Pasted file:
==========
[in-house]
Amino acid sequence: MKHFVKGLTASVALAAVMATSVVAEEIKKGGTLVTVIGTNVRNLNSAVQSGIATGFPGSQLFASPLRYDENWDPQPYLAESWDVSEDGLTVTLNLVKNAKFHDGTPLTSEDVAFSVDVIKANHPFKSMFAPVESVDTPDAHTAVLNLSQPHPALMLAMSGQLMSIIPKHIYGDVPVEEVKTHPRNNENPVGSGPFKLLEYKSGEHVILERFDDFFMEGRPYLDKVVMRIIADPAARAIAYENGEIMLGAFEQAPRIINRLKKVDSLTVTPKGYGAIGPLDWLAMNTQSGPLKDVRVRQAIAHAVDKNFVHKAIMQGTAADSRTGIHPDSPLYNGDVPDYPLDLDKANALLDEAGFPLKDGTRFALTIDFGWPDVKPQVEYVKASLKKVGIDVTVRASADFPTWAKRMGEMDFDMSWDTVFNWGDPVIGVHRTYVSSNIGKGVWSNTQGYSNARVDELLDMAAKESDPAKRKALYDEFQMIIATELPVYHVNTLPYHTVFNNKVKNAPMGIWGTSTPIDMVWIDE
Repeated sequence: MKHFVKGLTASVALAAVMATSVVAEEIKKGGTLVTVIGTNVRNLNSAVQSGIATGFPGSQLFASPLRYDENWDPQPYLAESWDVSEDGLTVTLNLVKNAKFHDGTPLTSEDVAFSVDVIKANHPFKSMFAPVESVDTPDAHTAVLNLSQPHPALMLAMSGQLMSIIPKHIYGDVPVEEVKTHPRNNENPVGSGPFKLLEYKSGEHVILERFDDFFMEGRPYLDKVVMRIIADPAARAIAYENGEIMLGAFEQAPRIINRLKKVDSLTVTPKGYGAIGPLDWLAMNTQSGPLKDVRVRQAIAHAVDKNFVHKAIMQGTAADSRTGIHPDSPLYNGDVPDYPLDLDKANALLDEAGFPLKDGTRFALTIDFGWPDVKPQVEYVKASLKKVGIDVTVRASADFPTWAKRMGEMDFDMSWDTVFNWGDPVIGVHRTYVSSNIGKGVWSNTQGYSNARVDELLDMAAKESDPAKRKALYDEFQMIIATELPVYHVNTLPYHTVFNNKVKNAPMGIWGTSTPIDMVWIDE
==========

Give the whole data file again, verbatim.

[in-house]
Amino acid sequence: MKHFVKGLTASVALAAVMATSVVAEEIKKGGTLVTVIGTNVRNLNSAVQSGIATGFPGSQLFASPLRYDENWDPQPYLAESWDVSEDGLTVTLNLVKNAKFHDGTPLTSEDVAFSVDVIKANHPFKSMFAPVESVDTPDAHTAVLNLSQPHPALMLAMSGQLMSIIPKHIYGDVPVEEVKTHPRNNENPVGSGPFKLLEYKSGEHVILERFDDFFMEGRPYLDKVVMRIIADPAARAIAYENGEIMLGAFEQAPRIINRLKKVDSLTVTPKGYGAIGPLDWLAMNTQSGPLKDVRVRQAIAHAVDKNFVHKAIMQGTAADSRTGIHPDSPLYNGDVPDYPLDLDKANALLDEAGFPLKDGTRFALTIDFGWPDVKPQVEYVKASLKKVGIDVTVRASADFPTWAKRMGEMDFDMSWDTVFNWGDPVIGVHRTYVSSNIGKGVWSNTQGYSNARVDELLDMAAKESDPAKRKALYDEFQMIIATELPVYHVNTLPYHTVFNNKVKNAPMGIWGTSTPIDMVWIDE
Repeated sequence: MKHFVKGLTASVALAAVMATSVVAEEIKKGGTLVTVIGTNVRNLNSAVQSGIATGFPGSQLFASPLRYDENWDPQPYLAESWDVSEDGLTVTLNLVKNAKFHDGTPLTSEDVAFSVDVIKANHPFKSMFAPVESVDTPDAHTAVLNLSQPHPALMLAMSGQLMSIIPKHIYGDVPVEEVKTHPRNNENPVGSGPFKLLEYKSGEHVILERFDDFFMEGRPYLDKVVMRIIADPAARAIAYENGEIMLGAFEQAPRIINRLKKVDSLTVTPKGYGAIGPLDWLAMNTQSGPLKDVRVRQAIAHAVDKNFVHKAIMQGTAADSRTGIHPDSPLYNGDVPDYPLDLDKANALLDEAGFPLKDGTRFALTIDFGWPDVKPQVEYVKASLKKVGIDVTVRASADFPTWAKRMGEMDFDMSWDTVFNWGDPVIGVHRTYVSSNIGKGVWSNTQGYSNARVDELLDMAAKESDPAKRKALYDEFQMIIATELPVYHVNTLPYHTVFNNKVKNAPMGIWGTSTPIDMVWIDE